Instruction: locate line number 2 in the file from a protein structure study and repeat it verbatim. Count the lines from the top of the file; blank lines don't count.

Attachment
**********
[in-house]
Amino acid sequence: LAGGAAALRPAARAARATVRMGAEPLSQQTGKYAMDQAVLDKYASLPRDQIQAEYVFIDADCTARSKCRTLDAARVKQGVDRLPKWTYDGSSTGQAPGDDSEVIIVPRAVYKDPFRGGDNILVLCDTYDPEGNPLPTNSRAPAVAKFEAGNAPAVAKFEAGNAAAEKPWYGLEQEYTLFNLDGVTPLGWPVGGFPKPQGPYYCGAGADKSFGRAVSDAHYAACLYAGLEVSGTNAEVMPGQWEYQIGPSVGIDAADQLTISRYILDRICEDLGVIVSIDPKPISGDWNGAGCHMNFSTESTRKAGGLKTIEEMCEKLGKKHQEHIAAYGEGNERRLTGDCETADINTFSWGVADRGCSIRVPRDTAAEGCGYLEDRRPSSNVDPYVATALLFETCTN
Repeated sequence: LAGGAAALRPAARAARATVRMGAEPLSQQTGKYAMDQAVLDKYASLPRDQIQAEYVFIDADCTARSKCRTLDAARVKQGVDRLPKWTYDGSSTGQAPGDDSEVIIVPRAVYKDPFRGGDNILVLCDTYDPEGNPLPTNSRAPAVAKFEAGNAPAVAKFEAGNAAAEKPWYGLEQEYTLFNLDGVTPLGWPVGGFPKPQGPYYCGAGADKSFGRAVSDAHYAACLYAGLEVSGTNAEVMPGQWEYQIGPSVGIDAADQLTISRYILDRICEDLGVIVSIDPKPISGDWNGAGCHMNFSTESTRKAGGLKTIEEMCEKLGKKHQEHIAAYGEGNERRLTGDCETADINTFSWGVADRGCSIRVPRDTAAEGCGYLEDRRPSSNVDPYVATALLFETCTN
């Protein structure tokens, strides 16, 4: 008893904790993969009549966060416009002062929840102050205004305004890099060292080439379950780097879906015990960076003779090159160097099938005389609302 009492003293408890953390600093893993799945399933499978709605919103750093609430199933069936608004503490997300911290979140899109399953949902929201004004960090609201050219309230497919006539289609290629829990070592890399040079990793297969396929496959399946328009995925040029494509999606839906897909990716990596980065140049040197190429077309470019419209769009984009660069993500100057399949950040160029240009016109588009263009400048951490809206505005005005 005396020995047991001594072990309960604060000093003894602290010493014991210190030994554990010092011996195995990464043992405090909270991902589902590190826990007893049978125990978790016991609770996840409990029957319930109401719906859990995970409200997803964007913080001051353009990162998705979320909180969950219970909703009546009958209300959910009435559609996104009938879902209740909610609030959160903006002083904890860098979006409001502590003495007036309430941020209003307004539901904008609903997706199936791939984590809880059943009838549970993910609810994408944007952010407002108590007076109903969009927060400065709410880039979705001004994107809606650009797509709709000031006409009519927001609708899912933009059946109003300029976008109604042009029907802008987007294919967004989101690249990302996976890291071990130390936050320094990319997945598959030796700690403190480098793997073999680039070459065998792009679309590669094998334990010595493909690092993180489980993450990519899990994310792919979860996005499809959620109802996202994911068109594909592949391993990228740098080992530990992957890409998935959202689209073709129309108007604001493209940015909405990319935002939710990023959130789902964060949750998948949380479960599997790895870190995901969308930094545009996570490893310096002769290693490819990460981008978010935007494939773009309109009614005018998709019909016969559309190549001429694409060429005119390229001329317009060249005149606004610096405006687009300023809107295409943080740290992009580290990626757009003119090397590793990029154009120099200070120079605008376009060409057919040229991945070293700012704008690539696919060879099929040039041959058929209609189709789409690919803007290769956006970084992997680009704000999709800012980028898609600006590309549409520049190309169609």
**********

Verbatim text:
Amino acid sequence: LAGGAAALRPAARAARATVRMGAEPLSQQTGKYAMDQAVLDKYASLPRDQIQAEYVFIDADCTARSKCRTLDAARVKQGVDRLPKWTYDGSSTGQAPGDDSEVIIVPRAVYKDPFRGGDNILVLCDTYDPEGNPLPTNSRAPAVAKFEAGNAPAVAKFEAGNAAAEKPWYGLEQEYTLFNLDGVTPLGWPVGGFPKPQGPYYCGAGADKSFGRAVSDAHYAACLYAGLEVSGTNAEVMPGQWEYQIGPSVGIDAADQLTISRYILDRICEDLGVIVSIDPKPISGDWNGAGCHMNFSTESTRKAGGLKTIEEMCEKLGKKHQEHIAAYGEGNERRLTGDCETADINTFSWGVADRGCSIRVPRDTAAEGCGYLEDRRPSSNVDPYVATALLFETCTN